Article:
MER for September and October


CCP recently (November 15, 2018) released two monthly economics reports (MER) for September and October. The September report was delayed, according to CCP Falcon, “due to the crazy business that was EVE Vegas 2018.” Here, we’ll analyze the reports, look for trends, and speculate a bit regarding the future.

The reports are not Sunday-hammock reading, as one of my former teachers noted when she assigned a particularly devlish text. Erick Asmock has noted several times, when writing previous MER summaries, CCP provides charts with the raw economic data, but doesn’t interpret it in any way, nor does it couple the MER with other data that affects the economic data. Are fewer, or more, people logging in to play EVE during these months? Are prices rising or falling?  Without considering other influencing factors, we must be careful about speculating based on these MERs. We should also note that the regions of Fade and Cache are missing from the data, for unknown reasons. Other information is missing from October’s report, such as the certain economic indices. Perhaps Las Vegas just that “crazy.”

With that as a preamble, let’s dig in.

Production vs. Destruction

In August we saw the battle of X47, the largest battle in EVE history. Last August represented a two year high water mark for destruction in New Eden. It makes sense, then, that in September, we saw destruction fall considerably from August. The top three destructive regions were The Forge, The Citadel, and Delve. In October, destruction continued on an upswing overall, considerably higher than two years ago at this time. Clearly players are getting to “blow things up” in EVE more than they were two years ago or even one year ago. The most destructive regions were The Forge, The Citadel, Geminate, Lonetrek, and Delve.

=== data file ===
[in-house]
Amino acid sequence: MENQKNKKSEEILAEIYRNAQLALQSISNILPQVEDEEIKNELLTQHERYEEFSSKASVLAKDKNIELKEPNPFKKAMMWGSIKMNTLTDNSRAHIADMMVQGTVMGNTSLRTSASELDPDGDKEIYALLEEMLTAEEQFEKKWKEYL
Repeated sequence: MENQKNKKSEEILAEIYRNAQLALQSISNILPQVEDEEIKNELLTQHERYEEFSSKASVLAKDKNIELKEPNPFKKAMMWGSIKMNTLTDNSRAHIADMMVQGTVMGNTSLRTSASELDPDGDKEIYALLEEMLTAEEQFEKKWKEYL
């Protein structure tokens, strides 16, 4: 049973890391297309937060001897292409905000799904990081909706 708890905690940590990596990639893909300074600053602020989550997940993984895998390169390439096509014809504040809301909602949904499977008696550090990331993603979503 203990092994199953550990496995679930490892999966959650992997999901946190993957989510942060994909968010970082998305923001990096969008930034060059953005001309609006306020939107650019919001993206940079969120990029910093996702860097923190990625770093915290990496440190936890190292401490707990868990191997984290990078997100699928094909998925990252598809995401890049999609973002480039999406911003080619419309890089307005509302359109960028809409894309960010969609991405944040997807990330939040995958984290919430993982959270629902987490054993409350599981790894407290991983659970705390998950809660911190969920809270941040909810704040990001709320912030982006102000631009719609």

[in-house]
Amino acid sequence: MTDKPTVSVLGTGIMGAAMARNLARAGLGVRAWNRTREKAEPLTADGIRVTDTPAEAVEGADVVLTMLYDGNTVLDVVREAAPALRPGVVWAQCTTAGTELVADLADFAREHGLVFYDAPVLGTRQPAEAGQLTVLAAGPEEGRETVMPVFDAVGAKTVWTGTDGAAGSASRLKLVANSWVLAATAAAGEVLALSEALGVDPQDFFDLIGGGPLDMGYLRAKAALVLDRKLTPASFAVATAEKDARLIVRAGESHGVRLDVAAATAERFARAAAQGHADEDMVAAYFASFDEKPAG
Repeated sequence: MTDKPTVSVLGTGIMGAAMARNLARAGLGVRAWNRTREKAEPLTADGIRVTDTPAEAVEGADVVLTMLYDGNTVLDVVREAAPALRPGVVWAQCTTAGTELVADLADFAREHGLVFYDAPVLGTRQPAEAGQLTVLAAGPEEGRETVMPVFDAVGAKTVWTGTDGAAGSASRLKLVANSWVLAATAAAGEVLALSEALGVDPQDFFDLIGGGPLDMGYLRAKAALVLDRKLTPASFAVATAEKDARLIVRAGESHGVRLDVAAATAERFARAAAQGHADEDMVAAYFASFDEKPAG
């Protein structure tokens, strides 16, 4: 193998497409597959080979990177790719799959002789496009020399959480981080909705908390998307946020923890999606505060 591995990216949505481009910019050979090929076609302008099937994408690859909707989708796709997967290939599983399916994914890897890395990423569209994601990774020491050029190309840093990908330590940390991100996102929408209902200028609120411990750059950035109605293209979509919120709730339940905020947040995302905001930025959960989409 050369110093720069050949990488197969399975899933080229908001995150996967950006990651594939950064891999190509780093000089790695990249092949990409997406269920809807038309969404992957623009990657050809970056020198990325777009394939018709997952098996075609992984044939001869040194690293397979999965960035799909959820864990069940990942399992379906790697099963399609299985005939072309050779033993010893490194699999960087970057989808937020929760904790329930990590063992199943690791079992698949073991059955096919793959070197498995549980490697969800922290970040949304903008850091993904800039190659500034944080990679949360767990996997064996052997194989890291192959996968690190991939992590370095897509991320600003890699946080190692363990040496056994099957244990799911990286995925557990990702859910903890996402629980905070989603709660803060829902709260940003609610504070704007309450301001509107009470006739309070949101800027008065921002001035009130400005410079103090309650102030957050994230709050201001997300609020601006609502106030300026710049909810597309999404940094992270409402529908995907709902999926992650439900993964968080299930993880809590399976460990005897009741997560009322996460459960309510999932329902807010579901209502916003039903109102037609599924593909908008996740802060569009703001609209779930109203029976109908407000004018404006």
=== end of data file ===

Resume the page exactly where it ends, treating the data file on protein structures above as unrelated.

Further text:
Production vs Destruction

Mining showed a sharp uptick in September and October, after a sharp decline in August. These two numbers, for destruction and mining, inversely mirror each other. As destruction increases, mining decreases, and vice versa. Clearly, some players engage in extensive mining when not actively warring with their enemies. One region completely dominates mining: Delve. The figures are almost staggering:  16.5 T in September and 19.1 T in October.

Production also shows a clear relationship between mining and destruction. Production dipped in September and October, to its lowest point since April of 2017. Still, production is far ahead of where it was two years ago. Looking at the relationship between destruction, mining, and production, we can say that after a massive conflict, players slow down production and start mining; then, when they have replenished their supply of ore, production again picks up, about two months after the end of a major conflict. As with mining, Delve produces more than any other region, more even than The Forge, home to Jita.

Regional Stats

Other numbers call attention to themselves. Delve denizens produce a lot of income by krabbing, making almost 46 T ISK in October alone. The graph looks like this:

These graphics represent what Delve dwellers learn from the time they are “new bees” in Delve.  In October, Delve’s income from mining and krabbing represents 22% of all mining and krabbing in New Eden. Mining, krabbing, salvaging, and talking s***. That’s what players do in Delve until they get the ping to go to war.

The MER, then, continues to show what we have seen in New Eden’s recent past. Two regions power the engine of EVE’s economy: The Forge and Delve.


In a market economy, supply and demand are intimately connected.  What can become of the vast amounts of ore being mined at present, not only in Delve but across New Eden? At the moment, it seems to be pouring into production.  But destruction is slipping, meaning we could see large stockpiles of unused ore, ships, and modules. Prices have fallen, even for things like SP injectors.  If we see all of New Eden, including the alliances and wars between them, as a form of economy, we have seen large “corrections” in the market in the form of massive wars that have caused mass migrations. The Imperium was kicked from the north and settled in Delve. This event, by whatever term you want to call it (World War Bee or The Casino War) has very slowly led us to where we are now.  Currently, the north is being destroyed/self-destructing and that represents another form of correction. Is Delve due for another correction? Or will other alliances and corps be the ones feeling “corrected?” Borrowing a line from the great Johnny Mercer song, “Something’s gotta give.”

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